The Fed has just predicted a rather poor economy and the markets have noticed it


The Federal Reserve (Fed) announced on September 21 that it had raised interest rates by 75 basis points (bps), or three-quarters of a percentage point.

The decision came the day after the Federal Reserve Bank of Atlanta lowered its much-followed estimate of third quarter 2022 GDP (“GDP now”) to just 0.3% on September 20, after residential fixed investment disappointed, printing at -1.28%. , when the Atlanta Fed predicted it would print at + 0.3%. (Move the cursor over each bar here to see the interaction of the “PIL now” elements.)

(“GDP Now” Release Date Components for Q3 2022 GDP)

The 75 basis point interest rate hike was heavily priced by the market and most observers expected it. Some anticipated, and feared, an increase of 100 basis points, or 1%. However, the market responded negatively to the rate hike and the Dow Jones Industrials Average fell 1.7%. The benchmark S&P 500 index fell by the same percentage amount.

It appears that what troubled the market was the Fed’s disappointing so-called “dot plot”, formally the “Summary of Economic Projections”, also published on September 21, which was prepared by members of the Federal Open Market Committee, the policy of the Fed -do arm and their staff.

Dot plots are basically forecasts on the future direction of the economy at the end of the year in the current year and in the next three years and for the long term, analyzing gross domestic product (GDP), unemployment, inflation and interest rates.

Photo by Epoch Times
(Summary of Federal Reserve Projections)


None of the projections are good. As seen in the rightmost series of columns, the range of GDP has gone from negative 0.3% in 2023 to 2.6% in 2024. What is called the “central trend”, where most estimates tend to be (the highest three and the lowest three are thrown out) – and the best estimate, in my view – showed GDP growth of no more than 2 percent.

I can’t help but think that the range of central trend estimates is also upbeat. I suspect inflation will have a longer tail than the 2023/2024 lows that the central trend would indicate. I expect a federal funds rate, the rate the Fed charges member banks, will have to be between 5 and 6% to reduce the inflation rate, especially if the strength of employment (which we attribute mainly to a low work participation rate) continues. (The 5-6% we think is necessary is the rate to keep inflation stable at the Fed’s preferred 2% rate; it is what Fed observers call the “terminal rate”.)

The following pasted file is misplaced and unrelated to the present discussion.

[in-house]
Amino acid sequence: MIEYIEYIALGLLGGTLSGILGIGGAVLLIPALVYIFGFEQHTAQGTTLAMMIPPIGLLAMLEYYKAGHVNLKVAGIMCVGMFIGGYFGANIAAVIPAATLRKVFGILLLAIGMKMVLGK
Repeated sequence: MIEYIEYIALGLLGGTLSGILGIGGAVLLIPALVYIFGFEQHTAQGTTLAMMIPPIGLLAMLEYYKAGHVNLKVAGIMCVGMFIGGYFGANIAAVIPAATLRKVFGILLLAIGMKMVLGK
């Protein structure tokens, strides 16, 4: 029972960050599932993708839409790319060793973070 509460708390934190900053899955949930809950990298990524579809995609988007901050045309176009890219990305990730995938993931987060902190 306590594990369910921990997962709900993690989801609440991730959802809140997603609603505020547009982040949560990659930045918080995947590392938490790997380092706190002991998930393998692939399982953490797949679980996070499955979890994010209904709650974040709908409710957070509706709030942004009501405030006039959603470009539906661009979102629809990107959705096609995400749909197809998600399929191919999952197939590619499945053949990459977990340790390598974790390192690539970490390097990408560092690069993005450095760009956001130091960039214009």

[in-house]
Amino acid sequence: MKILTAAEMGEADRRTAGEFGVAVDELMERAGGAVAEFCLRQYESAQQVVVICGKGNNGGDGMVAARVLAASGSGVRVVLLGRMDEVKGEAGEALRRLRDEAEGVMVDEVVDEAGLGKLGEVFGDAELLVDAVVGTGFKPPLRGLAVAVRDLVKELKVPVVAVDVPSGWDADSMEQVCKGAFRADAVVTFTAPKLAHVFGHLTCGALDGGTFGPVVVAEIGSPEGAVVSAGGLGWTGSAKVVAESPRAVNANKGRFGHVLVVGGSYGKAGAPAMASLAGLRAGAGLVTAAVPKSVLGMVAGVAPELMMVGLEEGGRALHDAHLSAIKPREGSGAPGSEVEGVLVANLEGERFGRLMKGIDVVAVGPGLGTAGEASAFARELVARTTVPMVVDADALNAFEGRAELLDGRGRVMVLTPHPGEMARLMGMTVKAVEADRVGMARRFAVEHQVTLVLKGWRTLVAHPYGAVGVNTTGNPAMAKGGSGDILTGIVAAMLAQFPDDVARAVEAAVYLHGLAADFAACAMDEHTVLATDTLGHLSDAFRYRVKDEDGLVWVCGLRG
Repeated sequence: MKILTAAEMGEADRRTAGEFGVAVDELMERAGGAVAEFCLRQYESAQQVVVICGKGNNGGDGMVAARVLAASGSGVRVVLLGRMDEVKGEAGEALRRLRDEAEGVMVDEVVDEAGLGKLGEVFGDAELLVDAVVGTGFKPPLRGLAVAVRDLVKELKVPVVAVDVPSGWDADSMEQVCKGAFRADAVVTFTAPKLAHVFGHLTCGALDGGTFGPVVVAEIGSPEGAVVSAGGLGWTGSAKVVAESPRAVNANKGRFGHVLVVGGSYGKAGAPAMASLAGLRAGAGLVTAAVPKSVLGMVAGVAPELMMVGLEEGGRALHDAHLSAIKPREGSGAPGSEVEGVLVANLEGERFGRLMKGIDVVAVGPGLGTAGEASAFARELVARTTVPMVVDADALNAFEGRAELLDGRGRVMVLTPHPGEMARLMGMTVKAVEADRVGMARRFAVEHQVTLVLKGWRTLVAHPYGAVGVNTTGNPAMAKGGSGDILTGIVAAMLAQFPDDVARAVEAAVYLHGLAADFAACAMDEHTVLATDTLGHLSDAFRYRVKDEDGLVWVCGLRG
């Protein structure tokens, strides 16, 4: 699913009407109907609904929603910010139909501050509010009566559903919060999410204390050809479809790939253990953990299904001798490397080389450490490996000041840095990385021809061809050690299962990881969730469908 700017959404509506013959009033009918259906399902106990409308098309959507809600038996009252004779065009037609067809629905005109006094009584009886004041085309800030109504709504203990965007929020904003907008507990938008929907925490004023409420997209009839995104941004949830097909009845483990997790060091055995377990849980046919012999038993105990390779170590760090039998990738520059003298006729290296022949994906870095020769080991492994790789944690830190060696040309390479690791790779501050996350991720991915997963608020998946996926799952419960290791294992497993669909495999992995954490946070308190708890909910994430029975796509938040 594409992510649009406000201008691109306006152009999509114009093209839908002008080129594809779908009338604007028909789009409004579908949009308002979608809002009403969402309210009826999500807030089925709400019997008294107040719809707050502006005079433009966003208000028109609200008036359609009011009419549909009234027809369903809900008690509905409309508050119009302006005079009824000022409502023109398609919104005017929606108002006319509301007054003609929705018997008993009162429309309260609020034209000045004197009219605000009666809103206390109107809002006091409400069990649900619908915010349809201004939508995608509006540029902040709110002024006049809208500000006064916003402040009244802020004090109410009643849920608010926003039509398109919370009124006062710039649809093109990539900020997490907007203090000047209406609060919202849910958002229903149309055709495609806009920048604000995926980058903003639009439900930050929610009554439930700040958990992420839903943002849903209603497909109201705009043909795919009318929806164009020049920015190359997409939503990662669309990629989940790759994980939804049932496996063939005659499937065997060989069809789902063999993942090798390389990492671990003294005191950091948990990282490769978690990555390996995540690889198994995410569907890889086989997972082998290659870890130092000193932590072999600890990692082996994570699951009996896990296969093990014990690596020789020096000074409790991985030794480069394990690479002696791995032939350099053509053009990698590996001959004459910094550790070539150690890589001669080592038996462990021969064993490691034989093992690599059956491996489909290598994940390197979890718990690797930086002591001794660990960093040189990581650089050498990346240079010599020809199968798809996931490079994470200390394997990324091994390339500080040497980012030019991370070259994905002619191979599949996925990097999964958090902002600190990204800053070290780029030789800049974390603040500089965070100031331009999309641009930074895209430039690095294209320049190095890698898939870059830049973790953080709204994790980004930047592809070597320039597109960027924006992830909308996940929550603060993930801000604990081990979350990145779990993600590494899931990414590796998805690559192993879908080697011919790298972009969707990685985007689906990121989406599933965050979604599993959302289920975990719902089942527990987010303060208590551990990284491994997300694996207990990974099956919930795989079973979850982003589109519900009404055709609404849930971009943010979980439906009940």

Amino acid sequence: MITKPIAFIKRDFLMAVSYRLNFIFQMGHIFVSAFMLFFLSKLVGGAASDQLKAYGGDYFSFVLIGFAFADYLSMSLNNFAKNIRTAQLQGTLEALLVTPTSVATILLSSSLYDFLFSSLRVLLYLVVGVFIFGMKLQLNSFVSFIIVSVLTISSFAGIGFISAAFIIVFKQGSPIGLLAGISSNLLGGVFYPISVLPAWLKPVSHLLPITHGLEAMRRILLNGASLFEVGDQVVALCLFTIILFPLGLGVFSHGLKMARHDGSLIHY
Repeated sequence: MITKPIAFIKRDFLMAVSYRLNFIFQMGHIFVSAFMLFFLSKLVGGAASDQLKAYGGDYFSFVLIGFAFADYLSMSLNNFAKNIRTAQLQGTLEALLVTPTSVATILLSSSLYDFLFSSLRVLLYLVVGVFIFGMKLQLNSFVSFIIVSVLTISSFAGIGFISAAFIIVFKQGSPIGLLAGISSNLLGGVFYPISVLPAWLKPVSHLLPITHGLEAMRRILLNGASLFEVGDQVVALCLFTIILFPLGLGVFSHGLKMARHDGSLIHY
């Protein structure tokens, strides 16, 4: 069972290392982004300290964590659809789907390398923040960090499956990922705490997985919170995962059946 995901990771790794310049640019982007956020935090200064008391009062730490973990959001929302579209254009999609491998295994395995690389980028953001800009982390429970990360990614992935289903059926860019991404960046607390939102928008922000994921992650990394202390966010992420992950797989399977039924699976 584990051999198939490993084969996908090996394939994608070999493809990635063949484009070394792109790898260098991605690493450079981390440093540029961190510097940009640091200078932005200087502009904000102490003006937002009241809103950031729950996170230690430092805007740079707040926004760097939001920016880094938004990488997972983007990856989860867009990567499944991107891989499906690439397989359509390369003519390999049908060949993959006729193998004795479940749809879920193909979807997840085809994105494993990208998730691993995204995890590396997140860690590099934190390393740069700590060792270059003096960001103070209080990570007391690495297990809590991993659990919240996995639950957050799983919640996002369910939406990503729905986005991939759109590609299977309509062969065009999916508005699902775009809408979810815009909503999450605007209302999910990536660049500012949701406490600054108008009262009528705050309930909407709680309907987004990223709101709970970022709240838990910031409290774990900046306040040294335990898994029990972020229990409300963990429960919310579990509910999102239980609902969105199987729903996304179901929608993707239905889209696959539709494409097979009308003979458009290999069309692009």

The other aspect of reducing inflation is the reduction in the Fed’s balance sheet. Although the Fed increased the Fed’s asset burn-off this month to $ 95 billion, we have long felt that this amount was insufficient. The assets, made up of Treasury and Mortgage Backed Securities (MBS), can be sold rather than “burned”. Fed Chairman Jerome Powell hasn’t ruled out the possibility, at least for MBS, but not right now, he said. The sale of MBS would reduce the liquidity balance in the economy, which creates some liquidity risk, but also reduces inflation.

One aspect of the continued rate hikes will be that the US dollar will continue to dominate the currency markets. For multinationals, this will cause foreign earnings to decrease as earnings are translated. As we wrote earlier this week, companies like Federal Express will suffer from this kind of translation losses and margin pressures.

Let’s revise our GDP estimate for this quarter to -0.5%.

Clarifications: The views expressed, including the outcome of future events, are the views of the company and its management only as of September 21, 2022 and will not be revised for events after this document has been sent to the editors of The Epoch Times for publication. . The statements contained herein do not represent and should not be construed as investment advice. You shouldn’t use this article for that purpose. This article includes forward-looking statements about future events that may or may not unfold, as the writer claims. Before making any investment decision, you should consult with your financial, corporate, legal, tax and investment advisors. We partner with Technometrica executives for major work in some elements of our business.

We have no shares, options or similar derivative positions in any of the companies mentioned and have no plans to open such positions within the next 72 hours. I wrote this article myself and express my views. I don’t get paid for it (other than The Epoch Times as a business columnist). I have no business relationship with any company whose shares are mentioned in this article.

JG Collins

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JG Collins is CEO of Stuyvesant Square Consultancy, a New York-based strategic consulting, market research and consulting firm. His writings on economics, commerce, politics and public policy have appeared in Forbes, New York Post, Crain’s New York Business, The Hill, The American Conservative and other publications.


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